Morning: My day started at 6.30 AM. I would take a quick shower and have an amazing breakfast with other volunteers prepared by Luisa, our cook. Then, I would walk 3-4 blocks until the bus stop and take it there. Buses in Peru, are an experience themselves.
I would arrive the school ‘Escuela Don Jose de San Martin’ where I would be jumped, hugged and kissed by 13 different kiddies. I often finished sprawled in the floor while the little ones attacked me.
Then, we would all go to class, unless it was Monday, days in which we would sing the national and Cuzquenian hymn.
Afternoon: I would leave the school around 2 in the afternoon. When I arrived to Volunteer House, Luisa would be waiting for me with a delicious lunch ready. I ate alone or with other volunteers (It varied on their timetables, trips, etc.)
Then, I would either take a nap, walk around Plaza de Armas, go all the way up to Cristo Blanco, or simply go with other volunteers to the Chocolate Museum - it became our second home!
Evening: On the evenings, after dinner, we would all go to Paddy’s, a local lay down Irish pub where we would enjoy Happy Hour, and talk about our day, relax and make new friends. If it was a weekday, we would start heading home around 10/ 11 but if it was a weekend we would all go dancing to Mythology or Mama Africa, the local discotecas.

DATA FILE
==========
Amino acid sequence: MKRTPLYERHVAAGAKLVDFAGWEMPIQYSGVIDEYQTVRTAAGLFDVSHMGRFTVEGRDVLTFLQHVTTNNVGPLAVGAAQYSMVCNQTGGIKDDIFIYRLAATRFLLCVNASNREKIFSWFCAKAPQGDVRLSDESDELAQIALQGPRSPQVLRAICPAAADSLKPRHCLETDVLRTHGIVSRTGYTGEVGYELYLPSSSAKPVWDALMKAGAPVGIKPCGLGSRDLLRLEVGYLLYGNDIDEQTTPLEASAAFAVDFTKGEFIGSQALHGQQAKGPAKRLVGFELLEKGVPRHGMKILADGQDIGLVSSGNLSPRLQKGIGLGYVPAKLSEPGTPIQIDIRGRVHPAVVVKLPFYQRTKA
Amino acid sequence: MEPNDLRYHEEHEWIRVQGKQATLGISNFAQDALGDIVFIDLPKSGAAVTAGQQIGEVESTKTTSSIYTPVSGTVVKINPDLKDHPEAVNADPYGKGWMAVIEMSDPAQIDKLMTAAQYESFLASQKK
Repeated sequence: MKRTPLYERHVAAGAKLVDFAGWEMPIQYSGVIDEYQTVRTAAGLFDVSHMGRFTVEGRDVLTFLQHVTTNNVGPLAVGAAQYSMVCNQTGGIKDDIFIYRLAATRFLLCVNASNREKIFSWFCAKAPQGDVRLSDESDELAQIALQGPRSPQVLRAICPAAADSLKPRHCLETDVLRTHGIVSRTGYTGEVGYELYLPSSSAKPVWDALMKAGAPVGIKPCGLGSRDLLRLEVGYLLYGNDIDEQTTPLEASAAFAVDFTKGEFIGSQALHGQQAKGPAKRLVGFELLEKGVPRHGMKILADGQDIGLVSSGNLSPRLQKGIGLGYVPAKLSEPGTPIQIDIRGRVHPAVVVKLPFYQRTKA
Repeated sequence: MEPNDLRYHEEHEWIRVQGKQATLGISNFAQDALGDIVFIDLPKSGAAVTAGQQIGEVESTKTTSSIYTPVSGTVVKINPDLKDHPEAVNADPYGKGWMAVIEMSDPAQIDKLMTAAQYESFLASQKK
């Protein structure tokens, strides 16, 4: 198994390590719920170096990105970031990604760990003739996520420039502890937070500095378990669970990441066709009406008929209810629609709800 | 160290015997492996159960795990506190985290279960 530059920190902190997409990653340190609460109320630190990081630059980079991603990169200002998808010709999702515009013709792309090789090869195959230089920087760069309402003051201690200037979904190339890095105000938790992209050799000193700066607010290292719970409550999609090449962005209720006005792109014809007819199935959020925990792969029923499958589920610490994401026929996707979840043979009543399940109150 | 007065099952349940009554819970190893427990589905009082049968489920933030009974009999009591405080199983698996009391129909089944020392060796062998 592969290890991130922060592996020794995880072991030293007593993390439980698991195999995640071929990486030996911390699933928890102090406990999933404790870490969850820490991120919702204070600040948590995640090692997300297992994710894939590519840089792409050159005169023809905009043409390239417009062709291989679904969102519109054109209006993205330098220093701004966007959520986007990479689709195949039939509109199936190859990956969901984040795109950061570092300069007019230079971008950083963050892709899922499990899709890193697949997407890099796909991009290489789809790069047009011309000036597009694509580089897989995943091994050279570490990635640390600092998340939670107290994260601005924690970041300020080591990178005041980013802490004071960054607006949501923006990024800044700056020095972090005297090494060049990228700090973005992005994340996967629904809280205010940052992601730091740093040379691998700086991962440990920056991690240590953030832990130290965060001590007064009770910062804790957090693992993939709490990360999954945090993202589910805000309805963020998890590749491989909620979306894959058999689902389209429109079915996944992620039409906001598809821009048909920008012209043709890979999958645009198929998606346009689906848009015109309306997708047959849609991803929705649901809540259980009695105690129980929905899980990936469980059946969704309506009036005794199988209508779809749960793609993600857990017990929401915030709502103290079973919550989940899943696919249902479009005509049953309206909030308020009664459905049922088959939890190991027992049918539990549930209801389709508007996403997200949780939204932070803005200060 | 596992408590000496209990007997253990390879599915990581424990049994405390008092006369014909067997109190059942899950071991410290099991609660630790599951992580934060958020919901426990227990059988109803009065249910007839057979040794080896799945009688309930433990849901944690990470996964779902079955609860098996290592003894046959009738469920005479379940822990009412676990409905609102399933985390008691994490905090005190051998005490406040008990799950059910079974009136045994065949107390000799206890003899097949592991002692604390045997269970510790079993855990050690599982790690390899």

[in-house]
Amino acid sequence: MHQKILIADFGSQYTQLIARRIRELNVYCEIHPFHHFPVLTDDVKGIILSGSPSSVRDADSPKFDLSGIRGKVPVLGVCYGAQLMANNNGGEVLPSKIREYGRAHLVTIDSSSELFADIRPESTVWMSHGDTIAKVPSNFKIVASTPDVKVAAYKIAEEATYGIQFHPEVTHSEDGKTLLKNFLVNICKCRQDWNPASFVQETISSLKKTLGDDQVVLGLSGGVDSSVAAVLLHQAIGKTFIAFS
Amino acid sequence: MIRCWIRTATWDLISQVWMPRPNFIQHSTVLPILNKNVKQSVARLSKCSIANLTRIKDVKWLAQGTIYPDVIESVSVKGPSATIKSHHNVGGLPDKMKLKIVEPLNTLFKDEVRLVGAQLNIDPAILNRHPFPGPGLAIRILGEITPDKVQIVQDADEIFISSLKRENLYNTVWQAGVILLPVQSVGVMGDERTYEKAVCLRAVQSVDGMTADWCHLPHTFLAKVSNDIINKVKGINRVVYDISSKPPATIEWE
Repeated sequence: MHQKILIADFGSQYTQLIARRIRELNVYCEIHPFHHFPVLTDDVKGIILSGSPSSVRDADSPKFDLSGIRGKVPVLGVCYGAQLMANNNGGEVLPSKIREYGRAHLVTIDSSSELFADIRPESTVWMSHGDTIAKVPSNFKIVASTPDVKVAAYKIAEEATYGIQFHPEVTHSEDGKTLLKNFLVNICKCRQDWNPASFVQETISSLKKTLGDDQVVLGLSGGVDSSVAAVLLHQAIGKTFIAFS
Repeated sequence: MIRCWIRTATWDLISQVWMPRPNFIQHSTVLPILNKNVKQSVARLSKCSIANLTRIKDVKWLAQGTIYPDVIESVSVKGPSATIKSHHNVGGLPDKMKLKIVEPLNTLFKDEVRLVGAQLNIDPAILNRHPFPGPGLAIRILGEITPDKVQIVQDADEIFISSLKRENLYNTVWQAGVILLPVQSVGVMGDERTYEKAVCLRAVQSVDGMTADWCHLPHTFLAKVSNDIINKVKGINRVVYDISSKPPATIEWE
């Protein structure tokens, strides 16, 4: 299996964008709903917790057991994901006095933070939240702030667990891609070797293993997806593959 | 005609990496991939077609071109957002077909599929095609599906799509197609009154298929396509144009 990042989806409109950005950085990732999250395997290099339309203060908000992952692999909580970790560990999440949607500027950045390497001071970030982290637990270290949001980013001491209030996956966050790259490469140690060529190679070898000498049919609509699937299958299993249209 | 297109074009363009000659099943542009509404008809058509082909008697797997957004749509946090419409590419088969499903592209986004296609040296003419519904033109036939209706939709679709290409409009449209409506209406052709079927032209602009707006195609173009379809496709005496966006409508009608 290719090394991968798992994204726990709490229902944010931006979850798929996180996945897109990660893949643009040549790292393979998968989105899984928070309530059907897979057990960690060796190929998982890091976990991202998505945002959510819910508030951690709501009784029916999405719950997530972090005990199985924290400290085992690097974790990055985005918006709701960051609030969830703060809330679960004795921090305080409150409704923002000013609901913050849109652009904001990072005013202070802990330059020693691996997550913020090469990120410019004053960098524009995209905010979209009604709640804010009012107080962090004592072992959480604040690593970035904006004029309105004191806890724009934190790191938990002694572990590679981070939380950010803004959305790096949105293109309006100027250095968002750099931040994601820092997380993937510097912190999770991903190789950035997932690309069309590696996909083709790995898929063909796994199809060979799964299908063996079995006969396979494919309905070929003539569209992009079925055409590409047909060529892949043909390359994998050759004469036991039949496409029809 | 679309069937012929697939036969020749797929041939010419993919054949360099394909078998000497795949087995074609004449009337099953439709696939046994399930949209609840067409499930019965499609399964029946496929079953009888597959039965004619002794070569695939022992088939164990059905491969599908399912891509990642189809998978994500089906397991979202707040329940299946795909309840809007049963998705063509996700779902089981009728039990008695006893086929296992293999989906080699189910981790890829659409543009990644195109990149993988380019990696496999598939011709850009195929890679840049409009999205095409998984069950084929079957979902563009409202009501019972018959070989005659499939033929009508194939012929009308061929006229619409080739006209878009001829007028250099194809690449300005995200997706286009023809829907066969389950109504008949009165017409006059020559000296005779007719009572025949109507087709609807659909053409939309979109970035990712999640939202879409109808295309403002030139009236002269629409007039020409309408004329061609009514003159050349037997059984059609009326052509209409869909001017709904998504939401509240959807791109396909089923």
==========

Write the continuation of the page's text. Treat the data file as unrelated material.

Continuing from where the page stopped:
Highlights: The highlight of my volunteering trip was the opportunity to do what I truly love and enjoy, to be able to love and help those little ones. To hug them, care, and basically see what a occupational therapist does. Becoming more aware of how much there is to be done, how poverty and prejudice affects the view of mothers over their children.
On the overall experience, I finally discovered who I was. Before leaving for Peru, a close friend told me a quoted from my favorite book ‘Tell me what you ask for and I’ll tell you what you are’. I carried that through all my trip, trying to see what I was, what I wanted, what I really asked for. And I discovered myself seeking love and the purity only those kids know how to give. In Peru, I discovered the true Daisy, and that it is okay to show my true colors.